Movie Synopsis

Classic cars from Lanka in use in the east of Elephant Rock – The Island

Excerpt from the Authorized Biography of Thilo Hoffmann by Douglas B. Ranasinghe

Thilo and his friend Guido Baumann often spent weekends in Thenaddi Bay, leaving Colombo on Friday evening and returning punctually on Monday morning to be back in the office. In the evening and early morning hours, despite poor roads, they covered the 178 miles (approx. 300 km) across the island in Thilos Peugeot 504 in four hours without a break.

At times when the Mahaweli was flooded, the approach road to the Manampitiya Bridge was flooded and the journey took 12 hours or more. The railway through this area, unlike the road, runs on an embankment well above high water level. On several occasions, the night was spent on a platform at Kaduruwela Station, and in the morning their vehicle was loaded onto a bogie (flat car) of the train for a leisurely ride to Valaichchenai.

In the 1960s and 1970s it was also possible to fly with an Air Ceylon DC3 (Dakota) and later an Avro Turboprop via Uhana near Ampara to Batticaloa. Thilo did this when workers were at the bungalow site and a vehicle was available to take him from Batticaloa Airfield and take him back there later.

He remembers two episodes there. The first was on a return flight. By the time all passengers had boarded, the plane was packed, probably overloaded. It turned up and, with increasing speed, rolled in a northerly direction to the far end of the runway. But it wasn’t fast enough to take off. The pilot aborted the attempt, turned the aircraft over, taxied back to the takeoff point and tried again. The result was the same. Only on the third attempt did he just manage to get airborne. If he hadn’t done that, Thilo would have asked to get off!

Another time, Thilo and a friend arrived late at the airport. The plane was still on the runway, the door open and the steps in place. The airport manager told the two passengers to wait a short distance from the plane, then went in and came out a few minutes later. As soon as he stepped onto the ground, the door was closed and the plane took off. The pilot, says Thilo, apparently wanted to teach the two passengers a lesson and left them sitting. They had no choice but to take the night mail, the most uncomfortable train ride Thilo had experienced. He lay awake on a sticky, plastic-covered “Sleeperette.” Cars were shunted and goods noisily loaded at all stations, and it took almost 12 hours to get to Colombo.

The tranquility and charm of Thenaddi Bay was shattered when, in later years, lime kiln mudalalis from the south began to expand their operations into the area. The reefs were ruthlessly exploited and crowbared open, and trees, even coconut palms, were felled to fuel the furnaces. Dynamiting became common, and the ornamental fish trade descended on the reefs to continue their destructive and exhausting activities. Tourists began to arrive.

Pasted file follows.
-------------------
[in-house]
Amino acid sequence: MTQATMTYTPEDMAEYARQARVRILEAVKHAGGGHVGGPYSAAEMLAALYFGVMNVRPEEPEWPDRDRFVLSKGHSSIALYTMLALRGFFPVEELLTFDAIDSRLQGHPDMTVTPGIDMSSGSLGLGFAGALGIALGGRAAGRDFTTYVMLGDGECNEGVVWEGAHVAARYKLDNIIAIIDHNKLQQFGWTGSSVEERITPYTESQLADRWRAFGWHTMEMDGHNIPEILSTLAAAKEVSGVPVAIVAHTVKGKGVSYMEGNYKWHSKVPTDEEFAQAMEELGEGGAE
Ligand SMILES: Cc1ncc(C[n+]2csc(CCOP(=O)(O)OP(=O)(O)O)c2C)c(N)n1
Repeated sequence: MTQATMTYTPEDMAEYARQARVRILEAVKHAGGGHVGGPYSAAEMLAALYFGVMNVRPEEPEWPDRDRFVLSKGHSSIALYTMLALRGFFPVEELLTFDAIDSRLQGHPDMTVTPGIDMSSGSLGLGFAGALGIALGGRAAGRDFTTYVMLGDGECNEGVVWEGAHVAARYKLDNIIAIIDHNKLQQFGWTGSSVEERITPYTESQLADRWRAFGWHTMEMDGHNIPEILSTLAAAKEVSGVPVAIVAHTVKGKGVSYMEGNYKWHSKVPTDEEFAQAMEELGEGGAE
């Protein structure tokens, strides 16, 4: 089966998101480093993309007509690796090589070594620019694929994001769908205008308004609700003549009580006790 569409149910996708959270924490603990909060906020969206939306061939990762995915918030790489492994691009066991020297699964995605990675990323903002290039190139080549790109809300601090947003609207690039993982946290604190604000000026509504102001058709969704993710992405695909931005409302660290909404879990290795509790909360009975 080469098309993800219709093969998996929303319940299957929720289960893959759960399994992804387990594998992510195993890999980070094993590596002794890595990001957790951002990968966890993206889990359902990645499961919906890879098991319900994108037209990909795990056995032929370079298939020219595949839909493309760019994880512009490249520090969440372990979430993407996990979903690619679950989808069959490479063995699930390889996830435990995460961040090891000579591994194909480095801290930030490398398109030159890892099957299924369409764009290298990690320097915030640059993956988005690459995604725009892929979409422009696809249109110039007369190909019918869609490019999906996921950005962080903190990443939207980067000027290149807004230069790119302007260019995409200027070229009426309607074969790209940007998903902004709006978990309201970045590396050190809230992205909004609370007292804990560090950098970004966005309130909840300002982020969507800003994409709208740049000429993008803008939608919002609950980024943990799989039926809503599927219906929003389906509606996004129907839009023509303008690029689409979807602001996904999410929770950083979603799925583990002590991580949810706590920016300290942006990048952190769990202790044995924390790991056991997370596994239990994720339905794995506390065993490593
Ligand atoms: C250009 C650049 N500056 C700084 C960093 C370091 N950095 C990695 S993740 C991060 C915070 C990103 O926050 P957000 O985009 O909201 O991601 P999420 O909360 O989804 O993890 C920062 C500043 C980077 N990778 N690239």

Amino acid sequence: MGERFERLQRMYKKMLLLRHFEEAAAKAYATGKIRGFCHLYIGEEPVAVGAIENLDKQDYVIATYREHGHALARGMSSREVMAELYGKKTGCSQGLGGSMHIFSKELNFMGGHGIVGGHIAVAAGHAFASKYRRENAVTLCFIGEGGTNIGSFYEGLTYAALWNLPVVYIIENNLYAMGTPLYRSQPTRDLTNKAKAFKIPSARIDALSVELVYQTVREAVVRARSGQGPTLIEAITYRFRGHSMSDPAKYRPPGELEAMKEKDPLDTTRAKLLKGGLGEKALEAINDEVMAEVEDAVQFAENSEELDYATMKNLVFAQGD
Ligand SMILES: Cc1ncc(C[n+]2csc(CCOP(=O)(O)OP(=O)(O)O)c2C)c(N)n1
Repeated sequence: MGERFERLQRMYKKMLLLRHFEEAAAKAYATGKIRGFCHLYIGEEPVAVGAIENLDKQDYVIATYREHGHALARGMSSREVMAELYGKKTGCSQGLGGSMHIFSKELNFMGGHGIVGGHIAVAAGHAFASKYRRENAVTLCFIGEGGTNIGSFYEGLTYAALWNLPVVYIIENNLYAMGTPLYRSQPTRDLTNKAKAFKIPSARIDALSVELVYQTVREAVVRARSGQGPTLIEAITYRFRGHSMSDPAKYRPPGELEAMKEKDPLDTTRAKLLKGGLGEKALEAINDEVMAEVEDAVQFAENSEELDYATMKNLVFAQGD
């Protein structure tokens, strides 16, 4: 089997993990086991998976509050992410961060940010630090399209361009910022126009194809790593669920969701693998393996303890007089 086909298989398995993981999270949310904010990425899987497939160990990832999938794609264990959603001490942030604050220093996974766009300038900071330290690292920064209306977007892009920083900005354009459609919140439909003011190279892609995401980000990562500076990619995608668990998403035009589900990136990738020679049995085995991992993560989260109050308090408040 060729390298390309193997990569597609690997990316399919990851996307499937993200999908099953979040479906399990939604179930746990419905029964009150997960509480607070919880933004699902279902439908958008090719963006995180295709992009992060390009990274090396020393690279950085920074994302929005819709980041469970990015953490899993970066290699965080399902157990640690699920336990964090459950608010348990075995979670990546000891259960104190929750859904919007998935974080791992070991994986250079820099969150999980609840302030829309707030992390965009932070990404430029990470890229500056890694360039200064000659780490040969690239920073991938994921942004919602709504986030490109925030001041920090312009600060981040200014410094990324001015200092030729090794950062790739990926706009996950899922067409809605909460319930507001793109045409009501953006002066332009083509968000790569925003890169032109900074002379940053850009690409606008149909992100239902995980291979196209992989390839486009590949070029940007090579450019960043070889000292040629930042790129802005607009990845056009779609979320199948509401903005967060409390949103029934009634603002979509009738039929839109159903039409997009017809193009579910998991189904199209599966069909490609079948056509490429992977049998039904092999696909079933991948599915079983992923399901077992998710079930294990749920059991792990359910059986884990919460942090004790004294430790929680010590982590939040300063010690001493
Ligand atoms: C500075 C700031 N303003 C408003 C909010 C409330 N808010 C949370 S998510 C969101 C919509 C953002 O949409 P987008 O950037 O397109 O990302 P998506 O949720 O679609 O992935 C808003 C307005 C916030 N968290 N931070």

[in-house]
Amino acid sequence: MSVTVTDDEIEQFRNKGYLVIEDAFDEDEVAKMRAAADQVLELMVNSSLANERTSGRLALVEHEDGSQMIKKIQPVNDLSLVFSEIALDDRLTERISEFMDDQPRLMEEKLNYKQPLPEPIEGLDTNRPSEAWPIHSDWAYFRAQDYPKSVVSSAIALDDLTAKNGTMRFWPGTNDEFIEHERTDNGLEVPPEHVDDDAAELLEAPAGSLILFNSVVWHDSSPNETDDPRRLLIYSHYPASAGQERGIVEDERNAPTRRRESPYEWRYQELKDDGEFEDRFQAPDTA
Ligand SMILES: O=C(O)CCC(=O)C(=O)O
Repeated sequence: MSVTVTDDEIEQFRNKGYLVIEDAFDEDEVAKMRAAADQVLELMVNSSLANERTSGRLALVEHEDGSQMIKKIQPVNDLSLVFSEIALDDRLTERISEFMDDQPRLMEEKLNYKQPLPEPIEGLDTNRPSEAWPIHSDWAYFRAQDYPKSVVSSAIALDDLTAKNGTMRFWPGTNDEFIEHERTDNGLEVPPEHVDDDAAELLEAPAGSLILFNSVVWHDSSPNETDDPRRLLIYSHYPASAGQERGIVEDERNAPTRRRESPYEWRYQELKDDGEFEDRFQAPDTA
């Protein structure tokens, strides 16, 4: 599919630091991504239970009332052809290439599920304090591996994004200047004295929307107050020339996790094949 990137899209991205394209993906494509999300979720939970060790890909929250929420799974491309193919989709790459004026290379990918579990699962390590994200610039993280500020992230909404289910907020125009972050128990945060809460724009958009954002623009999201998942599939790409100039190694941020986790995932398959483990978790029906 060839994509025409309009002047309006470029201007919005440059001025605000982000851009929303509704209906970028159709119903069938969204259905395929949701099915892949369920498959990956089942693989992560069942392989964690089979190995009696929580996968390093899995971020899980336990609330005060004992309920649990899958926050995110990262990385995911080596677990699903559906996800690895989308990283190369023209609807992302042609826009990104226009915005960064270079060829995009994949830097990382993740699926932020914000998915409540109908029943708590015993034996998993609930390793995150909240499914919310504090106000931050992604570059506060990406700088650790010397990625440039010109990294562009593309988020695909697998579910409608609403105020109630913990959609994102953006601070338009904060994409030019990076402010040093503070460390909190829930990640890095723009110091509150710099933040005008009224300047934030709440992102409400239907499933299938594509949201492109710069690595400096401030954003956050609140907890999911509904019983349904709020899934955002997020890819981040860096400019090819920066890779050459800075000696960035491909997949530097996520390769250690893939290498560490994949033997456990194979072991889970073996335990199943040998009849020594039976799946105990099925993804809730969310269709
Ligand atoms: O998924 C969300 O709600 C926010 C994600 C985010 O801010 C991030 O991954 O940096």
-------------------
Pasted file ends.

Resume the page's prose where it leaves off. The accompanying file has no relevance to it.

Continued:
Thilo tried to stem the tide with varying degrees of success. The LTTE proved to be the most environmentally conscious. They strictly forbade the breaking off of corals and, unlike the government, were of course promptly complied with.

The house and grounds at Thenaddi Bay survived the conflict in the East until 1992 during the IPKF (Indian Peace Keeping Force) and LTTE occupation, when it was used by them as a training camp. Then, encouraged by the Tigers before they left, the complex was ransacked by villagers who carted away anything that could be broken or torn down, including the well rings. The home and outbuildings, which had easily withstood the cyclone of November 1978 despite standing directly in its path, were no match for human greed and destructiveness. Later Thilo noticed his bricks, roof panels, reapers and rafters and beams in many new houses in Kankerni and beyond.

He recalled the unidentified ruins of old planter bungalows along the east coast he had seen on previous visits (for example to the Easter Seaton Estate) and had a very heavy granite tablet – over 100 kg – set in the paved floor of his own bungalow buried. It bore the inscription:

This house was built by
Thilo. Hoffman

This also disappeared. But the gleaming white walls withstood the elements for a dozen more years, until the December 2004 tsunami crushed the rectangle’s weakened front. The jungle, trees, palms and shrubs were cut down for firewood and later the land was cleared for cultivation. The area became a desert with all vegetation destroyed and was kept that way by the forces that had set up camp nearby. This was destroyed by the tsunami. Only then did the vegetation begin to recover.

Thilo used to visit the place regularly and Alagiah, mentioned in a later chapter, took care of him again. Thilo recently gave the property to Nicholas Baumann, Guido’s son. It is his wish that this land remains in the private and personal possession of Nicholas as a legacy from him and also in memory of his late wife.


Throughout the period of armed conflict, Thilo had many encounters with the LTTE. He traveled to the parts of the eastern and northern provinces occupied by them in connection with his holdings in Kayankerni, the annual waterfowl census (see Chapter VIII) – e.g. on the coastal stretch north of Trinco, at Marichchukkaddi, in Mannar and on the Jaffna Peninsula – and also just out of interest to Jaffna, Delft and Mullaitivu.